Marc Bekoff, emeritus professor at the University of Colorado, Boulder, is one of the world's pioneering cognitive ethologists, a Guggenheim Fellow, and co-founder with Jane Goodall of Ethologists for the Ethical Treatment of Animals. This essay is adapted from one that appeared in Bekoff's column Animal Emotions in Psychology Today. He contributed this article to LiveScience's Expert Voices: Op-Ed & Insights.
A recent newspaper article called "Elephant tears: Newborn weeps after being parted from mother who tried to kill him" reports about a newborn male elephant who "cried for five hours without stopping after he was rejected by his mother."
This story immediately made me think of the book When Elephants Weep (opens in new tab) (Delta, 1996), which helped to open the door to people taking the emotional lives of animals more seriously than they previously had.
I've been studying various aspects of animal behavior and animal emotions for more than four decades, and have published numerous books and essays about these areas of inquiry, so the story about the weeping elephant resulted in my receiving a number of emails and also in doing an interview with Discovery News.
My approach to, and take on, this story, is fairly straightforward. I did a Google search for topics including "Do/can elephants weep?", "Do/can elephants cry?", "Do/can animals weep?", and "Do/can animals cry?" and found some very interesting answers that ranged all over the place from "Sure they do" to "Probably they do", to "No, they don't" I also looked for various positions on whether or not crying/weeping were associated with various emotions as they are in human animals.
In a nutshell, available information supports the view that other animals do cry and weep and that they can be closely associated with various emotions, including, perhaps most likely, sadness and grief that are associated with loss. Of course, crying or weeping may be more hard-wired, in the recent case with the infant elephant responding to a loss of much-needed touch or what is also called "contact comfort" offered by his mother.
One worker quoted in the above article noted, "The calf was very upset and he was crying for five hours before he could be consoled." Humans did try to calm him down but their touch is not the same as another elephant's, and of course there could also be visual and olfactory components associated with the potpourri of contact comfort.
So, while scientists are not 100-percent certain, solid scientific research supports the view that elephants and other nonhuman animals weep as part of an emotional response. Rather than dismissing this possibility as merely storytelling, we need to study it in more detail. After all, "the plural of anecdote is data" and stories and citizen science can and should motivate rigorous scientific research. And, let's not forget that many "surprises" have been discovered in the emotional lives of animals, including laughing rats and dogs and empathic chickens, mice and rats — all published in outstanding peer-reviewed professional journals.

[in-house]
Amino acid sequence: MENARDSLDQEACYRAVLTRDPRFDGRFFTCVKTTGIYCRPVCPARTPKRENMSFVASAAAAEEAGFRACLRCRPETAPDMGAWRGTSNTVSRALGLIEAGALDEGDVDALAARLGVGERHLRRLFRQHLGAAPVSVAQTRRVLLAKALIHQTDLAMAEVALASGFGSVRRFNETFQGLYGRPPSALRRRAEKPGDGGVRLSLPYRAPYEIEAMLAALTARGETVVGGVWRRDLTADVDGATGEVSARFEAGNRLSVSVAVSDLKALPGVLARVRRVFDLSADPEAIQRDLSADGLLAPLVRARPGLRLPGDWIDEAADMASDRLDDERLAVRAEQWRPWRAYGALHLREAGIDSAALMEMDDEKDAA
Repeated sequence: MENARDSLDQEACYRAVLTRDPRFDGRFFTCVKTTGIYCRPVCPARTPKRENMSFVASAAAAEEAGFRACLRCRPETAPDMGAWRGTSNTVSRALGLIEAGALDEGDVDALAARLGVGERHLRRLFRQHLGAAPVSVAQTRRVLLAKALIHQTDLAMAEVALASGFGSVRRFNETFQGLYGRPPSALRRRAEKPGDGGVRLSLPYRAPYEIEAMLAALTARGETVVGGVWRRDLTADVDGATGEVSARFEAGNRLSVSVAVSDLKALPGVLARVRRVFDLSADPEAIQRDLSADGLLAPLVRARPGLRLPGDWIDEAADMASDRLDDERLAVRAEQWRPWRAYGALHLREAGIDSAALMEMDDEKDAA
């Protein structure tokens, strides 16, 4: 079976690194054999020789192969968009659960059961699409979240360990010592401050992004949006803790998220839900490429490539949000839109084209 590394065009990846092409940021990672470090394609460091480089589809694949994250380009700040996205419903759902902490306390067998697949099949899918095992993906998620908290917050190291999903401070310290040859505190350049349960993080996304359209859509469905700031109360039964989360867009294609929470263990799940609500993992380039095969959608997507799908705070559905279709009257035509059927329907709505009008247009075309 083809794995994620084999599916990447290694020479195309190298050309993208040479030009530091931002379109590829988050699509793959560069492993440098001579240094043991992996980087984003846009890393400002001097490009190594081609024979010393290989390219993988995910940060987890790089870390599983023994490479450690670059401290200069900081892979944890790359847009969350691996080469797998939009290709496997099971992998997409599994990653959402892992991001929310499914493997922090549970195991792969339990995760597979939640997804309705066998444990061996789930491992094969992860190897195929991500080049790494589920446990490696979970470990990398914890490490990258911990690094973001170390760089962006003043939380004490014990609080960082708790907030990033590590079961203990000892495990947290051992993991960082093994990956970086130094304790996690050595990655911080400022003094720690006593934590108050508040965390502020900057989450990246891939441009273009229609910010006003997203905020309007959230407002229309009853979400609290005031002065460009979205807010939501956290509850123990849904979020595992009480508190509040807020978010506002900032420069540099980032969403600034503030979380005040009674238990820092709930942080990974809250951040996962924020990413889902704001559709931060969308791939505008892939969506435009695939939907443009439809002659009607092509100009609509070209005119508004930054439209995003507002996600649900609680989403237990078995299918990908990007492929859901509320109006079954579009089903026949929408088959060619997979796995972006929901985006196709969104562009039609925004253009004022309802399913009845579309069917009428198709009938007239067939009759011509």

At one website called "Do elephants cry?" I found the following quote: "However, we do not know what emotions elephants feel, if any, in the same manner that we do not necessarily know for sure what emotions other people feel. This is simply because we cannot measure emotions, we can only experience them. As a result, science cannot say whether elephants experience emotions, whether other people experience emotions, or what these emotions are like. This is because science requires that we be able to measure something in order to draw any conclusions about it."
I couldn't find the date this answer was posted but it surely does not reflect current or even recent ideas about the study of human and nonhuman emotions. For example, you can read excellent examples of recent work in such books as "Gifts of the Crow: How Perception, Emotion, and Thought Allow Smart Birds to Behave Like Humans (opens in new tab)" (Atria Books, 2013) and "Animal Wise: The Thoughts and Emotions of Our Fellow Creatures (opens in new tab)" (Crown, 2013)
As with many other aspects of the cognitive and emotional lives of animals, it turns out that we are not alone, and that human exceptionalism is more a myth than a fact. So, I offer that we are not the only animals who cry or weep as an emotional response, though I look forward to more research on this topic.
Bekoff's most recent Op-Ed was "'The Smile of a Dolphin,' Banned in Texas." This article was adapted from "Do Elephants Weep as an Emotional Response?" in Psychology Today. More of the author's essays are available in "Why Dogs Hump and Bees Get Depressed (opens in new tab)." The views expressed are those of the author and do not necessarily reflect the views of the publisher. This version of the article was originally published on LiveScience.